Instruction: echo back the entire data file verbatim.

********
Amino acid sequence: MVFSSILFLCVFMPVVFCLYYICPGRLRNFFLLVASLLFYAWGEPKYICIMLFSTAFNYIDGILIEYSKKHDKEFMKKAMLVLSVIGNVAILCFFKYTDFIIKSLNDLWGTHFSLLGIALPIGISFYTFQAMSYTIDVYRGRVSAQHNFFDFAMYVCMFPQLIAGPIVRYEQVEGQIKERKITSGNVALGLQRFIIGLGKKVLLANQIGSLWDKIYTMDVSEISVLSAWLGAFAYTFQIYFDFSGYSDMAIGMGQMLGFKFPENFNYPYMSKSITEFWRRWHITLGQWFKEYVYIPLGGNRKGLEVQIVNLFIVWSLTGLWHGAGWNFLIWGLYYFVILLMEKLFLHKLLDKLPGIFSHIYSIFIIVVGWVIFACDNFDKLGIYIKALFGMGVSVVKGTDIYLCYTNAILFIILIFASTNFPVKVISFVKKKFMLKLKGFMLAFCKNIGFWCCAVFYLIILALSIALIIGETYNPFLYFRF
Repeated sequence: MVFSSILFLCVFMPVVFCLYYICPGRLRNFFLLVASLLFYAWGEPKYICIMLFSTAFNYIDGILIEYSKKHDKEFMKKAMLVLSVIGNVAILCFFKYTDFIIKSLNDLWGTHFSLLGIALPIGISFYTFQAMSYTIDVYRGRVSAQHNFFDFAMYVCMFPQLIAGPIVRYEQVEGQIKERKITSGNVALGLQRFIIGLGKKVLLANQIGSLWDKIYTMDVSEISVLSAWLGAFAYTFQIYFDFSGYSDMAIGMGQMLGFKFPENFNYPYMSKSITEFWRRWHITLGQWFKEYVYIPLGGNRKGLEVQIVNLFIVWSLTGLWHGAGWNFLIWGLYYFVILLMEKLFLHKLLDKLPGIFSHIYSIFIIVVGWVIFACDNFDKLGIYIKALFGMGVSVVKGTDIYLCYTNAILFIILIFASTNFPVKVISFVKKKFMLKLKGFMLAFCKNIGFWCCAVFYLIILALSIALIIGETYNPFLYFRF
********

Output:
Amino acid sequence: MVFSSILFLCVFMPVVFCLYYICPGRLRNFFLLVASLLFYAWGEPKYICIMLFSTAFNYIDGILIEYSKKHDKEFMKKAMLVLSVIGNVAILCFFKYTDFIIKSLNDLWGTHFSLLGIALPIGISFYTFQAMSYTIDVYRGRVSAQHNFFDFAMYVCMFPQLIAGPIVRYEQVEGQIKERKITSGNVALGLQRFIIGLGKKVLLANQIGSLWDKIYTMDVSEISVLSAWLGAFAYTFQIYFDFSGYSDMAIGMGQMLGFKFPENFNYPYMSKSITEFWRRWHITLGQWFKEYVYIPLGGNRKGLEVQIVNLFIVWSLTGLWHGAGWNFLIWGLYYFVILLMEKLFLHKLLDKLPGIFSHIYSIFIIVVGWVIFACDNFDKLGIYIKALFGMGVSVVKGTDIYLCYTNAILFIILIFASTNFPVKVISFVKKKFMLKLKGFMLAFCKNIGFWCCAVFYLIILALSIALIIGETYNPFLYFRF
Repeated sequence: MVFSSILFLCVFMPVVFCLYYICPGRLRNFFLLVASLLFYAWGEPKYICIMLFSTAFNYIDGILIEYSKKHDKEFMKKAMLVLSVIGNVAILCFFKYTDFIIKSLNDLWGTHFSLLGIALPIGISFYTFQAMSYTIDVYRGRVSAQHNFFDFAMYVCMFPQLIAGPIVRYEQVEGQIKERKITSGNVALGLQRFIIGLGKKVLLANQIGSLWDKIYTMDVSEISVLSAWLGAFAYTFQIYFDFSGYSDMAIGMGQMLGFKFPENFNYPYMSKSITEFWRRWHITLGQWFKEYVYIPLGGNRKGLEVQIVNLFIVWSLTGLWHGAGWNFLIWGLYYFVILLMEKLFLHKLLDKLPGIFSHIYSIFIIVVGWVIFACDNFDKLGIYIKALFGMGVSVVKGTDIYLCYTNAILFIILIFASTNFPVKVISFVKKKFMLKLKGFMLAFCKNIGFWCCAVFYLIILALSIALIIGETYNPFLYFRF